Queensrÿche review: seamlessly blend their modern, almost European-tinged metal within a set of classics

Queensrÿche headline The Waterfront in Norwich. Picture: Judith Palmer

Queensrÿche headline The Waterfront in Norwich. Picture: Judith Palmer - Credit: Judith Palmer

American heavy metal band Queensrÿche headlined The Waterfront in Norwich on Tuesday [13 August}.

Queensrÿche headline The Waterfront in Norwich. Picture: Judith Palmer

Queensrÿche headline The Waterfront in Norwich. Picture: Judith Palmer - Credit: Judith Palmer

Opening proceedings were German metallers Mirrorplain, who have been on the road with Queensrÿche throughout Europe this summer. Clearly taking some influence from the headliners, Mirrorplain launch straight into a set of melodic, vocally-driven hard-rock/heavy metal. However, where their peers developed an early penchant for extremely hooky guitar runs and operatic pomp, Mirrorplain seem to rely purely on Christian Döring's gravelly vocals for both catchiness and stage presence. The openers are not aided by a slightly weaker back-line sound, which fails to add much meat to the band's mid-paced delivery. However, the band know how to craft a few big choruses and the crowd clearly warmed to Mirrorplain throughout their 30-minute set.

Three albums deep into the Renaissance of their career with 'new' singer Todd La Torre, Queensrÿche barely need to Speak to draw a delighted response from a busy mid-week Norwich crowd. Sounding as exciting and bombastic as ever, the veteran band brought out the big guns from new album The Verdict from the off. The Verdict's Blood Of The Levant hits the nail squarely on the head with its Iron Maiden-like opening guitar runs, the expertly stomping drive of bassist Eddie Jackson and touring drummer Casey Grillo, making Queensrÿche sound surprisingly modern and heavy. The soaring chorus of the song introduces the vocal prowess of La Torre, who raises eyebrows with his intensity and pitch-perfect delivery.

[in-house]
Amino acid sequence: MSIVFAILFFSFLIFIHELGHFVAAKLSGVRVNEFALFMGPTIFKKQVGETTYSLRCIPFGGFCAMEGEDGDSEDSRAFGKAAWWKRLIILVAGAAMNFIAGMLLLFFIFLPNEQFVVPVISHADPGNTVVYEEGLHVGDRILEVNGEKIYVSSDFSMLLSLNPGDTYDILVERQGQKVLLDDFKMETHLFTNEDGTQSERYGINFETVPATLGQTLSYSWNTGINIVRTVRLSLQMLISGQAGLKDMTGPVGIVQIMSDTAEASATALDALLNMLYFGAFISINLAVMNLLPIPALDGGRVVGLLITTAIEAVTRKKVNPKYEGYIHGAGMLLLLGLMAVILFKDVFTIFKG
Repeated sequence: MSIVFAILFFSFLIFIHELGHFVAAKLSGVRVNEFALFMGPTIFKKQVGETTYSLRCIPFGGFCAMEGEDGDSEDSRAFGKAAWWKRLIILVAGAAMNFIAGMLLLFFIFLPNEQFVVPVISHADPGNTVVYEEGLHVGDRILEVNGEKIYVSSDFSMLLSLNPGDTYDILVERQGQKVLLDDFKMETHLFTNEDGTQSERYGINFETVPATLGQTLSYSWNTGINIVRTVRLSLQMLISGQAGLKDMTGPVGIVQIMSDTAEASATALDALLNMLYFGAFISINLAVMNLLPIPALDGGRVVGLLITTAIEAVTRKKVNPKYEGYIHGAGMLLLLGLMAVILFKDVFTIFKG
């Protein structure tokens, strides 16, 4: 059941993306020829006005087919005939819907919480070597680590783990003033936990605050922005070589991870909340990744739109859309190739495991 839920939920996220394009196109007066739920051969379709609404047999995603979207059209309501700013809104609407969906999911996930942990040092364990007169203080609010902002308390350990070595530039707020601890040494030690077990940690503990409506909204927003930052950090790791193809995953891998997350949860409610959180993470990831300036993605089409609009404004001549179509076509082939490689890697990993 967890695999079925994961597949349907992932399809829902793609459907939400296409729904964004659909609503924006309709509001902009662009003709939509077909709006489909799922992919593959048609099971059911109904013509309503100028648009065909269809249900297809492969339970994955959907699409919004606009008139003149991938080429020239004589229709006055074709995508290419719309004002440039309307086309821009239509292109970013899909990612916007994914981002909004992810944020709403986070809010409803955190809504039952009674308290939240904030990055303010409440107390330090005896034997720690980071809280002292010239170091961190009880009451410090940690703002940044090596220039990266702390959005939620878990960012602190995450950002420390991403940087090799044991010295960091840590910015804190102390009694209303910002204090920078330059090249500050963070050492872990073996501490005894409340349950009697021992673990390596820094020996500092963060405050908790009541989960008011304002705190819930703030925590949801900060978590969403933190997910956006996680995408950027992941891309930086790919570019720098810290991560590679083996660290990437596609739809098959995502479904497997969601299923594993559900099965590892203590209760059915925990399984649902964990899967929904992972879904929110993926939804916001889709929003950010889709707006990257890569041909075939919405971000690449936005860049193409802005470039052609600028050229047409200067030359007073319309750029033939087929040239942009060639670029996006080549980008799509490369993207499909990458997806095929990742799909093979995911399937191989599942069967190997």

Queensrÿche headline The Waterfront in Norwich. Picture: Judith Palmer

Queensrÿche headline The Waterfront in Norwich. Picture: Judith Palmer - Credit: Judith Palmer

Perhaps the most impressive part of this incarnation of Queensrÿche is their ability to seamlessly blend their modern, almost European-tinged metal within a set of classics. It is a testament to La Torre that I Am I (Promised Land, 1994) sounds so vital, with its Middle Eastern, grunge-tinged melodies melding perfectly into the futuristic synth of The Warning (1984) classic NM156. The sprawling, moody, modern-classic Condition Hüman (Condition Hüman, 2015) gives way to the speed metal punishing of Queen Of The Rÿche (Queensrÿche EP, 1983) effortlessly, and both received a warm welcome. Again, the modern heaviness of the newer single Man The Machine managed to raise the power of Rage For Order's (1986) staple 'Walk In The Shadows' with veteran shredder Michael Wilton still clearly taking delight in moving centre-stage for his solo work-outs. Particularly impressive on the night was Operation Mindcrime, taken from the band's magnum opus of the same name (1988), specifically due to Jackson's pounding staccato bass hits and expert backing vocals. One of two remaining original members alongside Michael Wilton, Jackson was perhaps the unsung hero of the Rÿche.

With chants for more, Queensrÿche finished their audio assault on the genteel Norwich crowd with a combination of new and old. Light Years short, catchy choruses lead into to a final display of the bands phenomenal back-catalogue with two cuts from 1990's Empire. The title track sounded as persuasive and urgent as any performance with former-singer Geoff Tate.


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The Waterfront has been levelled, and Queensrÿche fans are again content in the knowledge that their favourite band is in safe in the hands of La Torre, Wilton, Jackson, and Parker Lundgren. And not a saxophone in sight.

- For more Norwich music check out our dedicated page every Thursday in the Eastern Daily Press and Norwich Evening News or follow Enjoy Music More on Facebook and Twitter

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